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Transplantation. 1991 Feb;51(2):359-64.

The beneficial effect of blood transfusion and the DR 1 gene dose on renal transplant outcome in blacks.

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1
Renal Transplant Section, Harbor-UCLA Medical Center, Torrance 90509.

Abstract

We performed a retrospective analysis of the factors determining renal allograft survival in 70 black recipients from a single center and 1212 black recipients from multicenter registry data. One and two-year graft survival in single-center blacks was comparable to the result achieved in the general population (81% and 77%, respectively). Two-year graft survival in multicenter blacks was significantly worse than nonblacks (73% versus 55%, respectively; P less than 0.01). Graft survival in untransfused blacks receiving cyclosporine was no better than the result achieved during the azathioprine era. A beneficial effect upon graft survival was seen in blacks transplanted at the centers that have consistently displayed the best overall allograft survival over the years. Matching for HLA antigens was consistently poorer in blacks compared with whites and did not confer additive benefit over cyclosporine and blood transfusion. Our data indicate that cyclosporine immunosuppression, blood transfusion, and individual center expertise contribute significantly toward optimal transplant outcome in the higher-risk black end-stage renal disease population.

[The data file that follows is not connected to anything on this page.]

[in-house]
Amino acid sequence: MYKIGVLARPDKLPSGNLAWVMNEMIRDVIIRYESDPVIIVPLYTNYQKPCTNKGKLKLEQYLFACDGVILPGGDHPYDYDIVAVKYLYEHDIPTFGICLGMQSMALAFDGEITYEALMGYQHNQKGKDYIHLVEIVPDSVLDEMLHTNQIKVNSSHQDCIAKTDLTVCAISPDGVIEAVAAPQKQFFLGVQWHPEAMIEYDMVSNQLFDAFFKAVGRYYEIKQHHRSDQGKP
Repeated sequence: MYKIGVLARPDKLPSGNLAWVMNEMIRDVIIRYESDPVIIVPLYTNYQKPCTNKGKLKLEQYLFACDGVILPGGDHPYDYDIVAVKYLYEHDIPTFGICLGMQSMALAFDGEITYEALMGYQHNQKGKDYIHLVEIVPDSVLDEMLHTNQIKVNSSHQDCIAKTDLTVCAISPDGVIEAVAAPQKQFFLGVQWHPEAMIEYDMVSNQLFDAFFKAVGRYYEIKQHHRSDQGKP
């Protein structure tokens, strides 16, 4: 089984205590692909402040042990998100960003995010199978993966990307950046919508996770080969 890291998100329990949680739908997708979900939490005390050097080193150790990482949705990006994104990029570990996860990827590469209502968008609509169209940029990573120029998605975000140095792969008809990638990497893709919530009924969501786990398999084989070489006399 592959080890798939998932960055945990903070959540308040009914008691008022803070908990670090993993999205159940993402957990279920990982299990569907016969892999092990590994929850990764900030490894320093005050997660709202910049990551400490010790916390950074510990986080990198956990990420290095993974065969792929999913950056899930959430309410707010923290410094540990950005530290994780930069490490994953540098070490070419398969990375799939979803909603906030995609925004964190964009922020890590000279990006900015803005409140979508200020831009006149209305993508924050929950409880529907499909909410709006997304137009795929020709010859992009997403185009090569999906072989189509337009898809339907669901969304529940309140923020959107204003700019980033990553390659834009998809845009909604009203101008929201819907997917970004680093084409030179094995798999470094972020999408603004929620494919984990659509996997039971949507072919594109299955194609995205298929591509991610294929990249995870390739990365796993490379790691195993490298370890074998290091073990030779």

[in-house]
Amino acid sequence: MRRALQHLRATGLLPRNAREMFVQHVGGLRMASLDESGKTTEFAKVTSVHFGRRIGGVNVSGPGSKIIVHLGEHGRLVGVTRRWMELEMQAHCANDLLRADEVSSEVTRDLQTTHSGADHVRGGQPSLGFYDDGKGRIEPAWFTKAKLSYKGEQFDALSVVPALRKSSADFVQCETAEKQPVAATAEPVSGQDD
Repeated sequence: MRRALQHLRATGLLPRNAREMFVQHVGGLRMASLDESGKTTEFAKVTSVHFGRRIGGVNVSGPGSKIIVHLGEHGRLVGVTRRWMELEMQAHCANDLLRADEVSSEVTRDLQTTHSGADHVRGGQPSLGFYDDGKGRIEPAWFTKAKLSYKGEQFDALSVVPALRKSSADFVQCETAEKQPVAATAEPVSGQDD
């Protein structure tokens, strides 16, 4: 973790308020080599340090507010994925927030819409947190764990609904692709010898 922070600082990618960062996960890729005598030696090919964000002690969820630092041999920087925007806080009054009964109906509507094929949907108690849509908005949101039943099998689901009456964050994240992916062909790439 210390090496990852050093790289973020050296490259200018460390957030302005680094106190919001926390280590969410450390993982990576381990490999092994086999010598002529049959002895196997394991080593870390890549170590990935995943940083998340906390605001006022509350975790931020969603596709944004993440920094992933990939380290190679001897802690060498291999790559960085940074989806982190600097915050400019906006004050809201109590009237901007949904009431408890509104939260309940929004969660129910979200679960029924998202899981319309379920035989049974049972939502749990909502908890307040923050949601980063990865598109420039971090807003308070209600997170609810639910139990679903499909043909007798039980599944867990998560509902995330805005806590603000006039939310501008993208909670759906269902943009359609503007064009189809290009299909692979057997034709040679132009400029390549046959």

[Indexed for MEDLINE]

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